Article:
Day one of Open Data Camp 8 finished with drinks at the very fine Great Western Railway pub. And now we’re back at the University of Wolverhampton’s Springfield Campus for day two. Take your seats for another round of pitching and grid development: this unconference will be arriving shortly.
So, following a small incident with a deer leaping over a car parked near the local canal, here comes the outcome of the pitching session.
It’s several weeks since the third UK Open Data Camp. In case that means nothing to you:
‘Camp’ is a term commonly used to refer to an ‘unconference’, which basically means it’s an event with no predefined agenda – instead, attendees ‘pitch’ session ideas to each other.
‘Data’, refers to text, words, numbers, images, sound and video etc. (Hang on, what’s the difference between data and information? See this useful explanation.)
‘Open’ means that the publisher of the data has made it available with little or no restriction on its use, as set out in a licence. The most common licence for public sector in the UK, is the Open Government Licence, which is usually referred to by its acronym, OGL. There are lots of other licences. For a detailed overview, take a look at the Guide to Open Licensing.
“Open data is data that anyone can access, use and share.”
Open Data Campers
So, Open Data Camp is an event where people – from lots of different sectors, and with many different perspectives – get together to discuss absolutely anything to do with open data. There’s also networking, socialising, and generally a good time is had by all.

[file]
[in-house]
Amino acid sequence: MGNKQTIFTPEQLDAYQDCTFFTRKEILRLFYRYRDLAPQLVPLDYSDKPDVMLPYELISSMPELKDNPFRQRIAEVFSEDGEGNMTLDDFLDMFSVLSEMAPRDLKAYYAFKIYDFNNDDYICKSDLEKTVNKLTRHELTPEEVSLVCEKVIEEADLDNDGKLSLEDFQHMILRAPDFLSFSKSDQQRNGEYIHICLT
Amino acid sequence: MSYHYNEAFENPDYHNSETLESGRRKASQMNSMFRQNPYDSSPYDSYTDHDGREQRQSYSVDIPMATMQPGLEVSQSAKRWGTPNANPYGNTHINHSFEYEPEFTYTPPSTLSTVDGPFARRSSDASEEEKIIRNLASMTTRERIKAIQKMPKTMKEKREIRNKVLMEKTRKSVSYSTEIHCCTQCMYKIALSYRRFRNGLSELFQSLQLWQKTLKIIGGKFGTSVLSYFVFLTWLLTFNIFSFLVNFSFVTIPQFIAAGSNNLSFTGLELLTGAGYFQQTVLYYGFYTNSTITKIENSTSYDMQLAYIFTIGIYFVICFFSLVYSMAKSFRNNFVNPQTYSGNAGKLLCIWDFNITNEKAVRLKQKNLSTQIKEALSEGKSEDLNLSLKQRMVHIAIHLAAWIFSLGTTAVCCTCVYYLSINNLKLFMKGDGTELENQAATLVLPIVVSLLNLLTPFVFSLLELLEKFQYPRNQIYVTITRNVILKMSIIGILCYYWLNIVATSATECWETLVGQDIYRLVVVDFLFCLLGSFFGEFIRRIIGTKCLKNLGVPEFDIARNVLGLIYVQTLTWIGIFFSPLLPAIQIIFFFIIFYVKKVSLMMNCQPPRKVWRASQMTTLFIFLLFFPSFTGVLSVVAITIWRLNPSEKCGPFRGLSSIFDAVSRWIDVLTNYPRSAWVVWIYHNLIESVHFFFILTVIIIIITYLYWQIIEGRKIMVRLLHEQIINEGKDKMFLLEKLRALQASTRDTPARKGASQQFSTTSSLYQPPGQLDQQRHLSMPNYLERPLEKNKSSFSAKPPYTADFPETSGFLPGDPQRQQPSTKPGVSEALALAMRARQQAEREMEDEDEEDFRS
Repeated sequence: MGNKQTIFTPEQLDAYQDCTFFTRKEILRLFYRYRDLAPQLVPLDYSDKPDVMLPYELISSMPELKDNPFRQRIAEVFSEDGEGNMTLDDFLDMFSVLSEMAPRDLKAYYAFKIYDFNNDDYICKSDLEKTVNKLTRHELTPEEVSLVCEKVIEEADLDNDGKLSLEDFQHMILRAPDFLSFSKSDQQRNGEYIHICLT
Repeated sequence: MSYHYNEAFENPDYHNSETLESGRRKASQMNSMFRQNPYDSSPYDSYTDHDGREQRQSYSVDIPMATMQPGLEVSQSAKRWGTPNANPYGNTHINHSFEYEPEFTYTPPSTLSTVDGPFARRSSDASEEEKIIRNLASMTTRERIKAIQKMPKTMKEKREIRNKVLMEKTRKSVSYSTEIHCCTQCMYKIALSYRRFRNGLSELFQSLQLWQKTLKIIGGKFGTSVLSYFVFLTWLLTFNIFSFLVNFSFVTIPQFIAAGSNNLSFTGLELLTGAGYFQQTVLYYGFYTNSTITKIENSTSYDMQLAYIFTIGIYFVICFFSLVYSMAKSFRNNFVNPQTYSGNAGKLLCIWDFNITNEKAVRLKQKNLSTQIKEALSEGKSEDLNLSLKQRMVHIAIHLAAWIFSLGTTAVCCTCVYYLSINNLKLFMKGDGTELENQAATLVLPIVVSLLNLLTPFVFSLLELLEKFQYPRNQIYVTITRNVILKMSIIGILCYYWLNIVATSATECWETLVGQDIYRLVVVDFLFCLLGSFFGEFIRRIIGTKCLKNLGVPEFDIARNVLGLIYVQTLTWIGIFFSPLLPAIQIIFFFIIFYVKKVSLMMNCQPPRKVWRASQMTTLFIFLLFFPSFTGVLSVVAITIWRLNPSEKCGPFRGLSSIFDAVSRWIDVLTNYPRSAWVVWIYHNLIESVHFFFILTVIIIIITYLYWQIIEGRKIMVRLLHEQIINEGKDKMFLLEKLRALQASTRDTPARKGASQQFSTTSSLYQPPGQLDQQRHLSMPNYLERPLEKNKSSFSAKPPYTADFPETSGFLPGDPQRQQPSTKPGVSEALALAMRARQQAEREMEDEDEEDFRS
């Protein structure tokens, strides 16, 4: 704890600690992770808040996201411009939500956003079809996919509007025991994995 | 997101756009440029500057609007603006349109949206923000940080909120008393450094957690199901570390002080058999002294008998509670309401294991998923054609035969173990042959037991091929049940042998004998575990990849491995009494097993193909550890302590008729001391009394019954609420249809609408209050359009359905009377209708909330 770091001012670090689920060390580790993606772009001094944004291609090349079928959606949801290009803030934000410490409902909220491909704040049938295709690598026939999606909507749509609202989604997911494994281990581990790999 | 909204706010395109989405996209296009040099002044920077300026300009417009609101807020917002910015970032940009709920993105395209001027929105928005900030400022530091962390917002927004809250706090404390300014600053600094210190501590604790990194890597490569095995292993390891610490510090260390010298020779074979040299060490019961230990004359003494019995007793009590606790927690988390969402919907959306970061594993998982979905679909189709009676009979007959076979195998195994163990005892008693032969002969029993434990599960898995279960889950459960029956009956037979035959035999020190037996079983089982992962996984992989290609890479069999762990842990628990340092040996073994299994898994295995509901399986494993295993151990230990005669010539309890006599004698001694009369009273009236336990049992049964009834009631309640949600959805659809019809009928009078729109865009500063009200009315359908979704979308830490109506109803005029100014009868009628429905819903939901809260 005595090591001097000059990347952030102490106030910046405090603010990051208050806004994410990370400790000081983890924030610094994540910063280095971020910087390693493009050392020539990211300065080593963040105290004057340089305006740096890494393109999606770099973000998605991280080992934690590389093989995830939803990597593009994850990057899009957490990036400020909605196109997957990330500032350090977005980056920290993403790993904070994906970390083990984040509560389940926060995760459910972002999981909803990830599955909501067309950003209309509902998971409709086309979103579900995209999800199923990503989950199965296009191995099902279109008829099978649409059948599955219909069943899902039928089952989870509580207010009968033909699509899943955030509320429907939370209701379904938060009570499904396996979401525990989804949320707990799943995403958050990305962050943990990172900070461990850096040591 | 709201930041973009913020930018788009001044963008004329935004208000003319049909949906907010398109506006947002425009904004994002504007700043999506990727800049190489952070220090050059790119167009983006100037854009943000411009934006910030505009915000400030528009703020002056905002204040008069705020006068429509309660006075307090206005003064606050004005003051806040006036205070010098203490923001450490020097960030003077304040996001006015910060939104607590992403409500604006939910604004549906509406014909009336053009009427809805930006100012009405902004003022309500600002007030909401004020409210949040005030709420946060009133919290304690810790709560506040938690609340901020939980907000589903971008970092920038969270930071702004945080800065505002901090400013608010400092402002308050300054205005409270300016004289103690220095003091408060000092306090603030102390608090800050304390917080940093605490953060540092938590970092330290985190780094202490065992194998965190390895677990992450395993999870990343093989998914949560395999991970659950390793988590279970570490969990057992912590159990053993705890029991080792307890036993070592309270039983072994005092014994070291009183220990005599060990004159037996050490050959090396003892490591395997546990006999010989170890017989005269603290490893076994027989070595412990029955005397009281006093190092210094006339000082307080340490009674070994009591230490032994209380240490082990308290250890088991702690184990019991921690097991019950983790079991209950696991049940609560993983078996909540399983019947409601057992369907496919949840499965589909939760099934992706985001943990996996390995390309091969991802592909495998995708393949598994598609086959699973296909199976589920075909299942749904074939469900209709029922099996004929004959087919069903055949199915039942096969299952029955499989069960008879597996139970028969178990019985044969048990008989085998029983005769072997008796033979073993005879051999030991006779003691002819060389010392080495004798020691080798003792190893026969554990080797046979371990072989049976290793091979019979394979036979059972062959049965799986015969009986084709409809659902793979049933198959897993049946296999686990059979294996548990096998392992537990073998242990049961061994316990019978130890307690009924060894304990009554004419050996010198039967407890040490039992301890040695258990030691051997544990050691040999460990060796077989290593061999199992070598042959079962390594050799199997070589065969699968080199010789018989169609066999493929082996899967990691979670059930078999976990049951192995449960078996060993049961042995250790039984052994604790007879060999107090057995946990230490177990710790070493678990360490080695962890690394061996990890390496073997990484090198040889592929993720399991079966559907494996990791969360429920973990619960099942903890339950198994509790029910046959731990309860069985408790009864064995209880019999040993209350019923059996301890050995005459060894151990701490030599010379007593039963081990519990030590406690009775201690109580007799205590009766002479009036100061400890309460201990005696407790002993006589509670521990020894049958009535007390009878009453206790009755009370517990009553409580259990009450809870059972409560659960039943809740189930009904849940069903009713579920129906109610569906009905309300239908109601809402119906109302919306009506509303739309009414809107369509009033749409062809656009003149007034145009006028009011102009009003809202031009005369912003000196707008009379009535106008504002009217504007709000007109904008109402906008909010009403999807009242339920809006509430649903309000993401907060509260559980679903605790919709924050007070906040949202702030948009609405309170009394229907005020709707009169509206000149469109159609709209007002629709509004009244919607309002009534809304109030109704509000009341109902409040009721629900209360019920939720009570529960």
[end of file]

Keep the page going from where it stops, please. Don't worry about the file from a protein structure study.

There’s a widely held view that national events favour London. As the nation’s capital, and most densely populated city in the UK, that’s perfectly understandable, but there’s a risk that other cities across the UK might be overlooked. From the outset, therefore, Open Data Camp has (so far) deliberately avoided the metropolis.
That’s not to say we don’t love London too – we do – it’s just that there’s loads of open data activity right across the UK, not in just one place.
Previously, Open Data Camp has pitched-up in Winchester (South-East), and Manchester (North West). This time, we were in Bristol, in the beautiful South West of England.*
There’s masses going on in Bristol , and it’s a leading light in the UK Smart City scene with Bristol is Open – a joint venture between Bristol City Council and University of Bristol:
Using data sensors, smart city technologies will be able to respond in real-time to everyday events including congestion, waste management, entertainment events, e-democracy, energy supply and more. Together we are creating an open programmable city region.
The timing for Open Data Camp was perfect for it to be featured as part of Digital Bristol Week – a week-long series of workshops, masterclasses and other events, coordinated by the BBC Academy.
Our venue was the lovely Watershed – ‘Cultural cinema and digital creativity centre’ – right by the Harbourside. We were also really fortunate to have access to the adjoining Pervasive Media Studio, which meant that we had a large and really versatile space available.
Capturing what happened
The pitches from both days were used as the basis for the session grid, which became the agenda for the weekend.
The list of sessions is also included to give you a flavour of what was discussed. Most of the sessions have notes taken by volunteers. N.B. The notes are blank for a small number of sessions. If you led or attended Open Data Camp and can add anything to the notes, please do.
We are very aware that all three camps so far have been in England, whereas it’s ‘UK’ Open Data Camp. Don’t worry, we are on the case. Open Data Camp 4 will return towards the end of 2016, somewhere in the UK.